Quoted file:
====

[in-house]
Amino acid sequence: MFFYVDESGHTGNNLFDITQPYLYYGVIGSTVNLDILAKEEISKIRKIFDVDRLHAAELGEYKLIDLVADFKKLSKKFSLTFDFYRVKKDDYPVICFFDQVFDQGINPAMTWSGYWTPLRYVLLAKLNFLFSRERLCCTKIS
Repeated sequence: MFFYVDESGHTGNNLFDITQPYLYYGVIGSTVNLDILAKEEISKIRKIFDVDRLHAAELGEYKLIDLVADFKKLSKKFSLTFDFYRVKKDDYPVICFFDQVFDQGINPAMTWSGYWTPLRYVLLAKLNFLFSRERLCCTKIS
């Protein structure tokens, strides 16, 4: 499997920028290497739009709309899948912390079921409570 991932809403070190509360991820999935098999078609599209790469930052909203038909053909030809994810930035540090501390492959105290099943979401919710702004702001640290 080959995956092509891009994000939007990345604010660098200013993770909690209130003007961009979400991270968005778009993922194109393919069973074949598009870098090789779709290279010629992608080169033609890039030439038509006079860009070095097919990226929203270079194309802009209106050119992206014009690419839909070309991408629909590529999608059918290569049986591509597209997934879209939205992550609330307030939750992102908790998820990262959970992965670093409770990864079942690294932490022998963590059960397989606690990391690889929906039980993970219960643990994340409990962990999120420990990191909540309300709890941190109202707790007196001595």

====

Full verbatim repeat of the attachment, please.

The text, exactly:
[in-house]
Amino acid sequence: MFFYVDESGHTGNNLFDITQPYLYYGVIGSTVNLDILAKEEISKIRKIFDVDRLHAAELGEYKLIDLVADFKKLSKKFSLTFDFYRVKKDDYPVICFFDQVFDQGINPAMTWSGYWTPLRYVLLAKLNFLFSRERLCCTKIS
Repeated sequence: MFFYVDESGHTGNNLFDITQPYLYYGVIGSTVNLDILAKEEISKIRKIFDVDRLHAAELGEYKLIDLVADFKKLSKKFSLTFDFYRVKKDDYPVICFFDQVFDQGINPAMTWSGYWTPLRYVLLAKLNFLFSRERLCCTKIS
């Protein structure tokens, strides 16, 4: 499997920028290497739009709309899948912390079921409570 991932809403070190509360991820999935098999078609599209790469930052909203038909053909030809994810930035540090501390492959105290099943979401919710702004702001640290 080959995956092509891009994000939007990345604010660098200013993770909690209130003007961009979400991270968005778009993922194109393919069973074949598009870098090789779709290279010629992608080169033609890039030439038509006079860009070095097919990226929203270079194309802009209106050119992206014009690419839909070309991408629909590529999608059918290569049986591509597209997934879209939205992550609330307030939750992102908790998820990262959970992965670093409770990864079942690294932490022998963590059960397989606690990391690889929906039980993970219960643990994340409990962990999120420990990191909540309300709890941190109202707790007196001595």